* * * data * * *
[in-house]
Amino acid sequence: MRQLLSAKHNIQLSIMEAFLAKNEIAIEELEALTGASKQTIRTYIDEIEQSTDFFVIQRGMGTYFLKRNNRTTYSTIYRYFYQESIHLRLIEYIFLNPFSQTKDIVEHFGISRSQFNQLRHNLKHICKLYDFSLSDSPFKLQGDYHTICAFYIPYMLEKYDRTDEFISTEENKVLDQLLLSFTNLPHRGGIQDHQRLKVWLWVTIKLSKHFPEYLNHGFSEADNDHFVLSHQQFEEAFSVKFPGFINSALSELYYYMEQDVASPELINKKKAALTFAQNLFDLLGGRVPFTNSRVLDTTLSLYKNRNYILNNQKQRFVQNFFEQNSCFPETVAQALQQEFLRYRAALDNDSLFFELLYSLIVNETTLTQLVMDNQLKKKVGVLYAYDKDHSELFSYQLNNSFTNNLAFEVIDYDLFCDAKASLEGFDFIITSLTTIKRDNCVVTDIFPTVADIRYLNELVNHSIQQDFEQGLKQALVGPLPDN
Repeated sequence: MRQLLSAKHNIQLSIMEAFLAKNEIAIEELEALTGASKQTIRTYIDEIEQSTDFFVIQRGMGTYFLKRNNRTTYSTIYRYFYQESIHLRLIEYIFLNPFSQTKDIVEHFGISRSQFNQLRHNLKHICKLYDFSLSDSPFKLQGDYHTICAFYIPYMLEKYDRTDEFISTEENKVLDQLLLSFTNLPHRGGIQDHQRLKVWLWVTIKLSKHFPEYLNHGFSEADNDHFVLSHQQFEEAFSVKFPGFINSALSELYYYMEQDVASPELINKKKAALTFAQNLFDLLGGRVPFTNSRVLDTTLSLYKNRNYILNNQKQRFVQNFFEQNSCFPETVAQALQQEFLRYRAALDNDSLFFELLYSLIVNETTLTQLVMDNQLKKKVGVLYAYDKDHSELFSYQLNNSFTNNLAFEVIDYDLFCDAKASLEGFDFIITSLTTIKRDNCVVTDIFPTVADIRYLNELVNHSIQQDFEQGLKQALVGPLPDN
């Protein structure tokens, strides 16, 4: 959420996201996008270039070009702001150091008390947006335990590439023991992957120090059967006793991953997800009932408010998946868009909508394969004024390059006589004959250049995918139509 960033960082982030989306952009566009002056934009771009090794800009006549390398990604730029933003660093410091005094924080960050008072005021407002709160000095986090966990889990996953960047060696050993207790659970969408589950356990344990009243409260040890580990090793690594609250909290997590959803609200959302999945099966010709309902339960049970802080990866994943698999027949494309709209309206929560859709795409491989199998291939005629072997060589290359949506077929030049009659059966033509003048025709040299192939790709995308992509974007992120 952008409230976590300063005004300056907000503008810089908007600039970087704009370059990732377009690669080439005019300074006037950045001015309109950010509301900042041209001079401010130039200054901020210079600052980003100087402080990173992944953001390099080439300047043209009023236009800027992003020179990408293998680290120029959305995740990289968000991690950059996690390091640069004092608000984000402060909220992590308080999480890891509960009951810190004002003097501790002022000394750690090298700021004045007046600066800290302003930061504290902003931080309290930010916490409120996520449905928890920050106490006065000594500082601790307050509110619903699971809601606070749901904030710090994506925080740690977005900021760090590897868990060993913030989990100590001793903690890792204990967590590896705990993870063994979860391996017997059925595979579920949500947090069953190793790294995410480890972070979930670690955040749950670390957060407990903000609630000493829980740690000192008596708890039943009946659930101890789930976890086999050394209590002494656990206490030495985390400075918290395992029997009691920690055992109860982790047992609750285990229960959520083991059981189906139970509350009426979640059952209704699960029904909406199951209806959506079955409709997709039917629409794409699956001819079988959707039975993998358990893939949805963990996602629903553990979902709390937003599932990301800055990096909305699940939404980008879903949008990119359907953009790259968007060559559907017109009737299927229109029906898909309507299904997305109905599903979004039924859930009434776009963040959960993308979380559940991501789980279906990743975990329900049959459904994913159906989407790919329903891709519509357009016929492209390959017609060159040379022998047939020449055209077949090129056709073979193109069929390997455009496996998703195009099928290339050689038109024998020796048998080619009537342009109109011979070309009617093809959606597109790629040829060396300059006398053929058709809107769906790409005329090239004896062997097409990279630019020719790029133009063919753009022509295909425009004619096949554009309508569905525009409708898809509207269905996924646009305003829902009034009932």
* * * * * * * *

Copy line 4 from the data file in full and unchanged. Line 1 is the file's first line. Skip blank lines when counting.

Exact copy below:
């Protein structure tokens, strides 16, 4: 959420996201996008270039070009702001150091008390947006335990590439023991992957120090059967006793991953997800009932408010998946868009909508394969004024390059006589004959250049995918139509 960033960082982030989306952009566009002056934009771009090794800009006549390398990604730029933003660093410091005094924080960050008072005021407002709160000095986090966990889990996953960047060696050993207790659970969408589950356990344990009243409260040890580990090793690594609250909290997590959803609200959302999945099966010709309902339960049970802080990866994943698999027949494309709209309206929560859709795409491989199998291939005629072997060589290359949506077929030049009659059966033509003048025709040299192939790709995308992509974007992120 952008409230976590300063005004300056907000503008810089908007600039970087704009370059990732377009690669080439005019300074006037950045001015309109950010509301900042041209001079401010130039200054901020210079600052980003100087402080990173992944953001390099080439300047043209009023236009800027992003020179990408293998680290120029959305995740990289968000991690950059996690390091640069004092608000984000402060909220992590308080999480890891509960009951810190004002003097501790002022000394750690090298700021004045007046600066800290302003930061504290902003931080309290930010916490409120996520449905928890920050106490006065000594500082601790307050509110619903699971809601606070749901904030710090994506925080740690977005900021760090590897868990060993913030989990100590001793903690890792204990967590590896705990993870063994979860391996017997059925595979579920949500947090069953190793790294995410480890972070979930670690955040749950670390957060407990903000609630000493829980740690000192008596708890039943009946659930101890789930976890086999050394209590002494656990206490030495985390400075918290395992029997009691920690055992109860982790047992609750285990229960959520083991059981189906139970509350009426979640059952209704699960029904909406199951209806959506079955409709997709039917629409794409699956001819079988959707039975993998358990893939949805963990996602629903553990979902709390937003599932990301800055990096909305699940939404980008879903949008990119359907953009790259968007060559559907017109009737299927229109029906898909309507299904997305109905599903979004039924859930009434776009963040959960993308979380559940991501789980279906990743975990329900049959459904994913159906989407790919329903891709519509357009016929492209390959017609060159040379022998047939020449055209077949090129056709073979193109069929390997455009496996998703195009099928290339050689038109024998020796048998080619009537342009109109011979070309009617093809959606597109790629040829060396300059006398053929058709809107769906790409005329090239004896062997097409990279630019020719790029133009063919753009022509295909425009004619096949554009309508569905525009409708898809509207269905996924646009305003829902009034009932």